How to cut a groove or housing 

using a hand-held router and side fence

         
         
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  Router guide fence, hand-held routing accessories, edge guide, guide fence  

How you use a side fence, or guide fence, to cut a groove may vary depending on the make and model. These instructions are a basic guide to how to cut a through groove, one that goes across the full width of the workpiece.

 

Stopped grooves, which either stop or start before the edge of a workpiece need to be routed using a router table for extra precision. For more information see: How to cut a stopped groove on the router table.

 
         
 

Before you begin

 
  Check surface of wood, feel wooden workpiece, check smoothness of material  

Check and secure the workpiece

Ensure the edge along which you are going to place the guide fence is straight and free of any bumps or nicks as these could be reflected in the cut you make. When using a guide fence to cut a thin portion of material, you may need to support your workpiece on either side with additional material. This will provide a larger surface area for the router base to move along and help to prevent it tipping. 

 
         
 

Router feed direction, routing from left to right, feed directionq

 

Plan your feed direction

If you’re shaping the edge of a workpiece, you should set up the guide fence so that you can rout from left to right. This means moving the router against the router bit’s natural rotation (clockwise) and will help to pull the fence up against the workpiece, keeping your cut on its course.

 
         
  Router feed direction, routing from left to right, feed directionq  

If you’re routing through the middle of a workpiece, there is always going to be material on both sides of the router bit, so technically there is no right or wrong feed direction, as the router is always moving with and against its own rotation at the same time. However, it is advised that you still move from left to right, to keep the fence pulled up against the edge of the workpiece.

 
         
  Routing a groove, straight router bit, width of groove, diameter of router cutter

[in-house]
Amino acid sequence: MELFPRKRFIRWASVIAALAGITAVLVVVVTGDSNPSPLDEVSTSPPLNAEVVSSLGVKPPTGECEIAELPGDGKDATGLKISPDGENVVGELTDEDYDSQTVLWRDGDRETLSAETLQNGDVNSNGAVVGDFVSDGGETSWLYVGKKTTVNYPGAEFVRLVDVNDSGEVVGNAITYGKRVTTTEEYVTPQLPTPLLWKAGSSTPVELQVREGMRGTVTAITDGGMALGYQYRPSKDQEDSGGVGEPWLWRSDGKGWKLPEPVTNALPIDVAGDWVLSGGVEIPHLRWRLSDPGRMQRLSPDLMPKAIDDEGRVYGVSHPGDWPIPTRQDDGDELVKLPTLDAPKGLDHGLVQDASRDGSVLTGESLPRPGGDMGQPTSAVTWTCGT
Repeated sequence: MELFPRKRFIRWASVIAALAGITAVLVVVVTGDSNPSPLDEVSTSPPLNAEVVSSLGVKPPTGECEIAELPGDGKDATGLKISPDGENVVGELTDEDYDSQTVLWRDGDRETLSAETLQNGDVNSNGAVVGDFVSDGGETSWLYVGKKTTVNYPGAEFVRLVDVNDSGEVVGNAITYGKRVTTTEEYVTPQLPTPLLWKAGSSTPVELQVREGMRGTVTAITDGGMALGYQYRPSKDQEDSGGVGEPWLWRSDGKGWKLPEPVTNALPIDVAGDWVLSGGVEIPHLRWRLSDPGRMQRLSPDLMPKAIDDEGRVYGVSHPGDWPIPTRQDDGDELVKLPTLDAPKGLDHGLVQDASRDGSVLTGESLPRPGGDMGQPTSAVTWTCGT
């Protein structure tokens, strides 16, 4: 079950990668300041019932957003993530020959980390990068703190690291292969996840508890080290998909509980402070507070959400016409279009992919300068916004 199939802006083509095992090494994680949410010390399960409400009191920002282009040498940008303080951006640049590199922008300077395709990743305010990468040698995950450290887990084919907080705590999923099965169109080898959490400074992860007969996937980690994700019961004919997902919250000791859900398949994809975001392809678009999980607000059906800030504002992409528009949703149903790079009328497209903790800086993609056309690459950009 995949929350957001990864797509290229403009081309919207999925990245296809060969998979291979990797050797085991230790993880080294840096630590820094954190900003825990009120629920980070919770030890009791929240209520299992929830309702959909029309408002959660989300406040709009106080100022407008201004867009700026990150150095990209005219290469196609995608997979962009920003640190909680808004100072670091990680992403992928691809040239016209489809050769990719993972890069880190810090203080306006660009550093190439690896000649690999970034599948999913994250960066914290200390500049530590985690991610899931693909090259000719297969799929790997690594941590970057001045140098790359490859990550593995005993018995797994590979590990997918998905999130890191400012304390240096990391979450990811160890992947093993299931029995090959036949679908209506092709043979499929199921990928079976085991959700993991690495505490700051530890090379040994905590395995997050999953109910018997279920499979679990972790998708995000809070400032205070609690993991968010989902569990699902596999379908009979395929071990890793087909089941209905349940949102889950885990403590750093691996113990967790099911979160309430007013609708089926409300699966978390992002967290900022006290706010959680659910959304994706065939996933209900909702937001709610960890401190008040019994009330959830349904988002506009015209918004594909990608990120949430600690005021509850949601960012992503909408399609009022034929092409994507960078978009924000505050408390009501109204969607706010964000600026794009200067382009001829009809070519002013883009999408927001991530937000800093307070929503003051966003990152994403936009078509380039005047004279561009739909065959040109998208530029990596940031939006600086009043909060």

Select a router bit

The width of the groove will be determined by the diameter of the cutter on the router bit you use. For instance, to make a 6mm ( ¼") wide groove, you will need a cutter that is 6mm  (¼") in diameter. If you need your groove to be wider than the diameter of your bit, you can make more than one pass to complete the cut.

 
         
  Preventing router tear-out on your workpiece  

Help prevent tear-out

When the router bit first makes contact with the material, and when it leaves the material at the end, tear-out can occur. To help prevent this, you can attach scrap material at either end of the workpiece, and start and end your cut in the scrap material rather than the finished workpiece. This doesn't apply for plunge-cutting where the cut doesn't reach the end of the material. 

 
 
         
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Setting-up the side fence

 
  Wonkee Donkee, please note, donkee, Wonkee, Donkee  

The images in this guide show the router cutting in the face of the board. However, a guide fence may be used when shaping the edge of material as well; the general set-up is the same for both applications.

 
         
  Router guide fence clamping knobs, guide fence installed in router base  

Step 1 - Fit guide fence to router base

Thread the two guide rods on the fence through the corresponding channels on the base of the router and secure in place by turning the clamping knobs on the router base.

 
         
  Router, guide fence, workpiece, cut, using guide fence with router  

Step 2 - Set router position

Where the router is in relation to the guide fence will determine the position of your cut. To adjust the position of the router using a guide fence, you'll usually use guide rods. You can do this by loosening the clamping knobs on the fence then moving the router along the guide rods to adjust the position of the cut in relation to the edge of the material.

 
         
  Adjusting the side fence on a Trend router  

Or, by using a micro adjuster. Turn the micro adjuster to finely set the position of the router. 

 

Once you have set the router to the correct position, you must secure the fence to the router base by turning the fence clamping knobs clockwise. This will ensure the position of your cut stays the same all the way along the workpiece.

 
         
  Plunge router and fixed base router  

Step 3 - Set router bit height

Now the fence is secure, you can set the height of the router bit. How you do this may depend on the make and model of your tool.Buy routers

 
         
 

Using the guide fence

 
 

Scrap wood, scrap material, timber

 

Step 1 - Make test cut

Once the fence is set up, you should do a test cut in some scrap material to ensure the cut is to your satisfaction. 

 

When starting the cut, increase the pressure slightly on the front of the guide fence and, as you reach the end of the workpiece, increase the pressure on the rear half of the fence. This will help to prevent the router bit from grabbing the edge of the workpiece and pulling the router out of your control.

 
         
      Wonkee Donkee says: 'Throughout the cut, hold the router firmly to prevent it and the guide fence from tipping.'    
         
  Routing a groove, using router to cut housing, making groove  

Step 2 - Cut groove

If you are happy with the results of your test cut, you are ready to begin to rout your groove.

 

If, however, the test groove is not positioned accurately or is not the correct depth, make the relevant adjustments and try again.

 
         
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